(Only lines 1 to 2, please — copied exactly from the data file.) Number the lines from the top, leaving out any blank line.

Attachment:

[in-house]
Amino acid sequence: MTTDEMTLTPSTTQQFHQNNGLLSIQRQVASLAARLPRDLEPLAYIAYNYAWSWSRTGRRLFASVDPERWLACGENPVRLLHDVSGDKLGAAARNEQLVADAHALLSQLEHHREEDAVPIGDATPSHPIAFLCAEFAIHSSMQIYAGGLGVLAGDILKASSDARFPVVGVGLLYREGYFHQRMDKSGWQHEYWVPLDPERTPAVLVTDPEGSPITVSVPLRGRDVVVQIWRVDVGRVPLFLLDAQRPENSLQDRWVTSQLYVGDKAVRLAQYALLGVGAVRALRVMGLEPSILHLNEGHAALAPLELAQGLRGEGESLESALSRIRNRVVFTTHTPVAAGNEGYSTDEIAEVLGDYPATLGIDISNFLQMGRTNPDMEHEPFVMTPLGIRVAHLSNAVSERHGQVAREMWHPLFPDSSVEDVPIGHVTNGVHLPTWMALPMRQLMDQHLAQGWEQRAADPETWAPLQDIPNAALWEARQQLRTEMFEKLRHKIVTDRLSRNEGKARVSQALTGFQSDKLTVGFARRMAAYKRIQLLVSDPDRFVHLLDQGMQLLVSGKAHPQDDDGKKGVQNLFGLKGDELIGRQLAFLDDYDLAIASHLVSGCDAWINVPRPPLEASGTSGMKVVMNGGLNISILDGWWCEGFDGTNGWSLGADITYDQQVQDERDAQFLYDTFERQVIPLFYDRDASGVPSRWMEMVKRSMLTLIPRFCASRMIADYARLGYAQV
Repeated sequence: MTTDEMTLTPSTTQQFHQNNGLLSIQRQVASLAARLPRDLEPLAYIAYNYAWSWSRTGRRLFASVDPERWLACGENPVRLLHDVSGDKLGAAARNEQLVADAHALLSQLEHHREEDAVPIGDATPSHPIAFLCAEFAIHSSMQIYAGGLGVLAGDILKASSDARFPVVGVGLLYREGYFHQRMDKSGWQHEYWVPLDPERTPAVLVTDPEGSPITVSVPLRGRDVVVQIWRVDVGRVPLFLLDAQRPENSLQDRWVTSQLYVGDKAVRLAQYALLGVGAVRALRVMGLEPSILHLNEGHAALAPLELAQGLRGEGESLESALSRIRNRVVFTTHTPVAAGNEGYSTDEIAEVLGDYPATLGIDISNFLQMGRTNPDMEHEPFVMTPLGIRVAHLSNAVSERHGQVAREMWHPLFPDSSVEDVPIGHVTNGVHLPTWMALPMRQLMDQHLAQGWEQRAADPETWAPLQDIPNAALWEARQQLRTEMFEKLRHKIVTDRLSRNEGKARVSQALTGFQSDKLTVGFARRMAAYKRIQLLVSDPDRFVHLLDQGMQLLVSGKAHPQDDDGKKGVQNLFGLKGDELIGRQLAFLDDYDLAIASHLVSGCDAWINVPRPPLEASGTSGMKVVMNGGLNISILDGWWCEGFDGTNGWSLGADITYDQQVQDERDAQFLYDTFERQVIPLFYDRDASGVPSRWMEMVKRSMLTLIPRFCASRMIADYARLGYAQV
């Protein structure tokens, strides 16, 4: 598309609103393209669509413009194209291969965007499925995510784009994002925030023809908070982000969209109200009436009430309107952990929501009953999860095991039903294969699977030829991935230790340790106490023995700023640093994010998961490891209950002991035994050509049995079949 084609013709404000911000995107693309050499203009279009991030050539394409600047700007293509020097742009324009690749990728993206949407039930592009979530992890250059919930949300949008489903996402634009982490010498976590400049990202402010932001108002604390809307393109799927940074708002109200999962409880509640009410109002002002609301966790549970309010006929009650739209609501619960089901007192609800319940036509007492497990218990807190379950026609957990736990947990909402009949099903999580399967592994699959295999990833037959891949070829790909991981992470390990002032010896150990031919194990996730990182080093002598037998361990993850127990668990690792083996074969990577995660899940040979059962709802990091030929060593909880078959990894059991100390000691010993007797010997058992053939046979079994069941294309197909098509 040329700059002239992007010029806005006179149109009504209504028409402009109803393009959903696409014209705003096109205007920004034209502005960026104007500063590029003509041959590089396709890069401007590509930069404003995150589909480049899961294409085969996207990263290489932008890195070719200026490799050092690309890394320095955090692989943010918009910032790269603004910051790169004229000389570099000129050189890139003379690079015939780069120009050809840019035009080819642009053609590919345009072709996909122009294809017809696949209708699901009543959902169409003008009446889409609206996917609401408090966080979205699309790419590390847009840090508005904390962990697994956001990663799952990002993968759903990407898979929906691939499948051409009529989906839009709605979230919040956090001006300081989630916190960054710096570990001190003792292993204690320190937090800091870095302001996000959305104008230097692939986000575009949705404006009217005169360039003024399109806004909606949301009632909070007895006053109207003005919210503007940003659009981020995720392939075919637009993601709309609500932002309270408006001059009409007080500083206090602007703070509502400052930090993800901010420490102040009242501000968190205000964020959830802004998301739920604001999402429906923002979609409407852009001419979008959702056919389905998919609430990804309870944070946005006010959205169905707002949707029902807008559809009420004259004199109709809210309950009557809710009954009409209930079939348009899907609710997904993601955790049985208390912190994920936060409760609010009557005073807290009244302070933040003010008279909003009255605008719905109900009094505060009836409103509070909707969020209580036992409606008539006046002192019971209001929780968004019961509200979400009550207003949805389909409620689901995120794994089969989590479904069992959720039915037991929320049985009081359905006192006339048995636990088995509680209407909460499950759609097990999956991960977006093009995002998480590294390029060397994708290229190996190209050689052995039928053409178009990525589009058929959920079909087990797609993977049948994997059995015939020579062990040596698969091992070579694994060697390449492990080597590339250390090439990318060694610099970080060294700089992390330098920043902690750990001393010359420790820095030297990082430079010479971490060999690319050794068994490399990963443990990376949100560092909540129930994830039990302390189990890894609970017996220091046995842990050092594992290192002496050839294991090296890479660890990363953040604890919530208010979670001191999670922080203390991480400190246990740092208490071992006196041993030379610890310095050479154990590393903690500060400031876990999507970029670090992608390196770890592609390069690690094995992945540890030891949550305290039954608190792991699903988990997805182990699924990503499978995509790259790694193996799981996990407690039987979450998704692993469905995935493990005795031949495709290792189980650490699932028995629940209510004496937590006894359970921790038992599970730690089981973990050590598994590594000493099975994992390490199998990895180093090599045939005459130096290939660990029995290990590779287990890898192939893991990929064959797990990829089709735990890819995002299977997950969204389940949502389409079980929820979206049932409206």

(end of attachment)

[in-house]
Amino acid sequence: MTTDEMTLTPSTTQQFHQNNGLLSIQRQVASLAARLPRDLEPLAYIAYNYAWSWSRTGRRLFASVDPERWLACGENPVRLLHDVSGDKLGAAARNEQLVADAHALLSQLEHHREEDAVPIGDATPSHPIAFLCAEFAIHSSMQIYAGGLGVLAGDILKASSDARFPVVGVGLLYREGYFHQRMDKSGWQHEYWVPLDPERTPAVLVTDPEGSPITVSVPLRGRDVVVQIWRVDVGRVPLFLLDAQRPENSLQDRWVTSQLYVGDKAVRLAQYALLGVGAVRALRVMGLEPSILHLNEGHAALAPLELAQGLRGEGESLESALSRIRNRVVFTTHTPVAAGNEGYSTDEIAEVLGDYPATLGIDISNFLQMGRTNPDMEHEPFVMTPLGIRVAHLSNAVSERHGQVAREMWHPLFPDSSVEDVPIGHVTNGVHLPTWMALPMRQLMDQHLAQGWEQRAADPETWAPLQDIPNAALWEARQQLRTEMFEKLRHKIVTDRLSRNEGKARVSQALTGFQSDKLTVGFARRMAAYKRIQLLVSDPDRFVHLLDQGMQLLVSGKAHPQDDDGKKGVQNLFGLKGDELIGRQLAFLDDYDLAIASHLVSGCDAWINVPRPPLEASGTSGMKVVMNGGLNISILDGWWCEGFDGTNGWSLGADITYDQQVQDERDAQFLYDTFERQVIPLFYDRDASGVPSRWMEMVKRSMLTLIPRFCASRMIADYARLGYAQV